Loring Park is the venue for various annual events. The Twin Cities Pride Festival and the Loring Park Artists' Festival are some of the more famous events.[9] Loring Park's location directly across from the Walker Art Museum makes it a fitting venue for the annual Loring Park Artists' Festival and a series of smaller artist gatherings.[10] Starting in summer 2014, Chipotle has held their Cultivate free music and culinary festival in Loring Park. The 2014 lineup included Portugal. The Man, The Mowgli's, and Grouplove.[11] Walk the Moon, Atlas Genius, X Ambassadors, Anderson East, and Hippo Campus were all slotted to appear at the 2015 festival.[12] Andrew Zimmern and Richard Blais also attended the event, a part of the festival's gratuitous "Chef Demos."[13] In addition, Loring Park is home to the annual "Winterfest at Loring Park," which in 2016 included horse-drawn carriage rides, holiday crafts and the local Kairos Dance Company. It is hosted by the Minneapolis Parks and Recreation Board.[14][15]

References In popular culture[edit]

Loring Park is mentioned extensively by Craig Finn in the bands Lifter Puller and Hold Steady. Portions of the television series Man v. Food's first season finale were filmed in Loring Park.[16]

References[edit]

  1. ^ "Loring Park neighborhood in Minneapolis, Minnesota (MN), 55403, 55404 detailed profile". City-Data. 2011. Retrieved 2013-11-12. 
  2. ^ "Minneapolis Neighborhood Profile: Loring Park" (PDF). Minnesota Compass. October 2011. Retrieved 2013-11-12. 
  3. ^ "Loring Park". www.minneapolisparks.org. Retrieved 2016-03-08.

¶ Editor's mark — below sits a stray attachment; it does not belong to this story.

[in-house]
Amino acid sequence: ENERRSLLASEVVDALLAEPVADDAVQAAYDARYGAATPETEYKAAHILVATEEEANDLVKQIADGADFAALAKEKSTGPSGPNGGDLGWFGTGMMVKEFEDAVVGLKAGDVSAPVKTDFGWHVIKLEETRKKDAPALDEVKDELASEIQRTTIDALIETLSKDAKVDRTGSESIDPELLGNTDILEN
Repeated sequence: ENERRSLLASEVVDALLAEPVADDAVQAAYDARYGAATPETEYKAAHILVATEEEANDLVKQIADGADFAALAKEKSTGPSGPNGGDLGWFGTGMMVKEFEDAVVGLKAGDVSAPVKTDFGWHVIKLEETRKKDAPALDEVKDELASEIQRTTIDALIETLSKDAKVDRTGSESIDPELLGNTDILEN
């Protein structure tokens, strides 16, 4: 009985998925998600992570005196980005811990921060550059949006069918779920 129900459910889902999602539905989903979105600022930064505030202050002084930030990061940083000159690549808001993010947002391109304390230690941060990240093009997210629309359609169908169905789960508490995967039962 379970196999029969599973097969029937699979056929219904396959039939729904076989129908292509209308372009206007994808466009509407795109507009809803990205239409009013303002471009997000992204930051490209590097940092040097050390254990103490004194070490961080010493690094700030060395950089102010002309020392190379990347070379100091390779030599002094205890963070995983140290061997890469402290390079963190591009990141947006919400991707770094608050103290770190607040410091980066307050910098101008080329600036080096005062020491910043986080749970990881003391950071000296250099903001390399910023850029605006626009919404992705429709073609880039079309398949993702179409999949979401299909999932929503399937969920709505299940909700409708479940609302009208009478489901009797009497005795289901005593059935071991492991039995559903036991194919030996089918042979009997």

4. ^ a b c Smith, David C. "Parks, Lakes, Trails and So Much More: An Overview of the Histories of MPRB Properties." (2008): 129-33. Bryn Mawr Neighborhood Association. Minneapolis Park and Recreation Board, 2008. Web. 7 Apr. 2016. <http://www.bmna.org/images/Mpls_Parks_Lakes_Trails.pdf>
  5. ^ Emerson, Dan (2006). "You've Got A Friend In Me.". Parks & Recreation. 41 (9): 100–103. 
  6. ^ White, Robert F. "Frequently Asked Questions". www.friendsofloringpark.org. Retrieved 2016-04-05.
  7. ^ Kozlowski, James C (2012). "Parks, Proselytizing, And Pride". Parks & Recreation. 47 (12): 23–28. 
  8. ^ "Home | Loring Park District - Downtown Minneapolis". Loring Park District. Retrieved 2016-03-08. 
  9. ^ https://www.tcpride.org/event/twin-cities-pride-festival/
  10. ^ http://loringparkartfestival.com/
  11. ^ "Chipotle announces Minneapolis Cultivate Festival at Loring Park - Minneapolis / St. Paul Business Journal". Minneapolis / St. Paul Business Journal. Retrieved 2016-03-23. 
  12. ^ Fraser, Katie. "MNfusion: 'Cultivate Festival' Returns To Loring Park". Retrieved 2016-03-23. 
  13. ^ http://chipotlecultivate.com/cities/minneapolis/#music
  14. ^ "WinterFest at Loring Park Community Center - North Loop Neighborhood". North Loop Neighborhood. Retrieved 2016-03-08. 
  15. ^ "Loring Park". www.minneapolisparks.org. Retrieved 2016-03-08. 
  16. ^ Hutton, Rachel (March 25, 2009). "Man vs. Food Minneapolis airs tonight". Minneapolis/St. Paul City Pages. 

External links[edit]